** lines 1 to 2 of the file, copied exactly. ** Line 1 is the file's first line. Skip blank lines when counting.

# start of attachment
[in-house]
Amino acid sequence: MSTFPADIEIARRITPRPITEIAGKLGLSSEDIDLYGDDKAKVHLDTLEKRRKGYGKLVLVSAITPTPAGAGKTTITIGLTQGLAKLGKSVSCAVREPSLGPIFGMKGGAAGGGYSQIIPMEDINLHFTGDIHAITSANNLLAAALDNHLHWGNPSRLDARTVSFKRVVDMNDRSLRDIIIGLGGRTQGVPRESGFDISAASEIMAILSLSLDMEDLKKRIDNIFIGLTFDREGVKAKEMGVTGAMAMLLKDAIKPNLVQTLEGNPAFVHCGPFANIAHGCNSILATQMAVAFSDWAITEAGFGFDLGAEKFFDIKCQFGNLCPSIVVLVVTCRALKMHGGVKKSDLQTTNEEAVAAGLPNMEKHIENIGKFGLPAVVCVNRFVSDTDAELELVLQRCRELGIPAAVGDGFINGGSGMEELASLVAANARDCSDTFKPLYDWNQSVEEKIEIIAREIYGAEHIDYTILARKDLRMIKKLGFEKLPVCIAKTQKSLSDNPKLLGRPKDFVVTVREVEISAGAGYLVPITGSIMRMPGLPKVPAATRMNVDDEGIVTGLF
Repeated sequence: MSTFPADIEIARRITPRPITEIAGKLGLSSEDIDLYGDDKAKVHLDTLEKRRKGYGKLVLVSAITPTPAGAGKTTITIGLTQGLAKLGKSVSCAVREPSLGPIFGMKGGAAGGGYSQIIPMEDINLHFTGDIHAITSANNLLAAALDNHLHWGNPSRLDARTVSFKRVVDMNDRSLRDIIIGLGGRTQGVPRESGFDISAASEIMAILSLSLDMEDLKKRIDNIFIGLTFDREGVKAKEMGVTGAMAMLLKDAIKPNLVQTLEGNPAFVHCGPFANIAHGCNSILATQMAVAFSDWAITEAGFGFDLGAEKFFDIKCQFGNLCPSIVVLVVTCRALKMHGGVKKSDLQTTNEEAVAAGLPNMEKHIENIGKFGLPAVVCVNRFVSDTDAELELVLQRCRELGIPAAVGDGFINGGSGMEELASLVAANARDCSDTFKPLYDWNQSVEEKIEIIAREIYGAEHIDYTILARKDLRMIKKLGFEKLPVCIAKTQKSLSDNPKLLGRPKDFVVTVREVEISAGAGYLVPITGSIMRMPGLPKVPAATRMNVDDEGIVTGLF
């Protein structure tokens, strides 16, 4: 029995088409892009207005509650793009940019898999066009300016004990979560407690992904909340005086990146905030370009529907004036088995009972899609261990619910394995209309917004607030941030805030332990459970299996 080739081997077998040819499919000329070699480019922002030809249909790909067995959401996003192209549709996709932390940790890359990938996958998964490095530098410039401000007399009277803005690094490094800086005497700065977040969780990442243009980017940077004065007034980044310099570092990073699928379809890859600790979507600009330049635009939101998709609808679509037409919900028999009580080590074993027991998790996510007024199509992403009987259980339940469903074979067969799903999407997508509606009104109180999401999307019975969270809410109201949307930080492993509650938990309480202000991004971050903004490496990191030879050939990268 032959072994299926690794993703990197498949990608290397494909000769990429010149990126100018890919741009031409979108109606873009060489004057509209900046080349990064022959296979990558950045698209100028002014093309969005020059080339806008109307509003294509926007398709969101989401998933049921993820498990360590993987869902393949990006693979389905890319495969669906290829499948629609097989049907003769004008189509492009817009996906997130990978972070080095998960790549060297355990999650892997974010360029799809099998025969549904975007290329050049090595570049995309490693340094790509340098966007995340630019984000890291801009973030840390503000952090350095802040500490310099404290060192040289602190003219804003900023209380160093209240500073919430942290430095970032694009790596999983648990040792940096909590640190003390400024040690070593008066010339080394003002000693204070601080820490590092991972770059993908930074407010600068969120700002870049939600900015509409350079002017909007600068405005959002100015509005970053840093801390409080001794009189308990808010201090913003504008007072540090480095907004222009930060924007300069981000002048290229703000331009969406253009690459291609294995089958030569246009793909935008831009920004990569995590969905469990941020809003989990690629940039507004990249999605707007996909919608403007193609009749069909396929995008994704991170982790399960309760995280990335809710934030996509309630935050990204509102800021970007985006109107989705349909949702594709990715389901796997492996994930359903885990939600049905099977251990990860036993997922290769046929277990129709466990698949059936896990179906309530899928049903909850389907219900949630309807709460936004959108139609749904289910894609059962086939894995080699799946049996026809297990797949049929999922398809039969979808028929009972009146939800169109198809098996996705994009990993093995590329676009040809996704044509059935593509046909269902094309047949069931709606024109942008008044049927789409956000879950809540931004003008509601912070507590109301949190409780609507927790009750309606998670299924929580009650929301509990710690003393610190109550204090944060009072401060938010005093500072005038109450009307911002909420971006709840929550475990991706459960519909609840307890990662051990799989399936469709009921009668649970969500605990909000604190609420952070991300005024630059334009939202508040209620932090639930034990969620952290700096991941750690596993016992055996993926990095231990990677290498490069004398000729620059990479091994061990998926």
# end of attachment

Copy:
[in-house]
Amino acid sequence: MSTFPADIEIARRITPRPITEIAGKLGLSSEDIDLYGDDKAKVHLDTLEKRRKGYGKLVLVSAITPTPAGAGKTTITIGLTQGLAKLGKSVSCAVREPSLGPIFGMKGGAAGGGYSQIIPMEDINLHFTGDIHAITSANNLLAAALDNHLHWGNPSRLDARTVSFKRVVDMNDRSLRDIIIGLGGRTQGVPRESGFDISAASEIMAILSLSLDMEDLKKRIDNIFIGLTFDREGVKAKEMGVTGAMAMLLKDAIKPNLVQTLEGNPAFVHCGPFANIAHGCNSILATQMAVAFSDWAITEAGFGFDLGAEKFFDIKCQFGNLCPSIVVLVVTCRALKMHGGVKKSDLQTTNEEAVAAGLPNMEKHIENIGKFGLPAVVCVNRFVSDTDAELELVLQRCRELGIPAAVGDGFINGGSGMEELASLVAANARDCSDTFKPLYDWNQSVEEKIEIIAREIYGAEHIDYTILARKDLRMIKKLGFEKLPVCIAKTQKSLSDNPKLLGRPKDFVVTVREVEISAGAGYLVPITGSIMRMPGLPKVPAATRMNVDDEGIVTGLF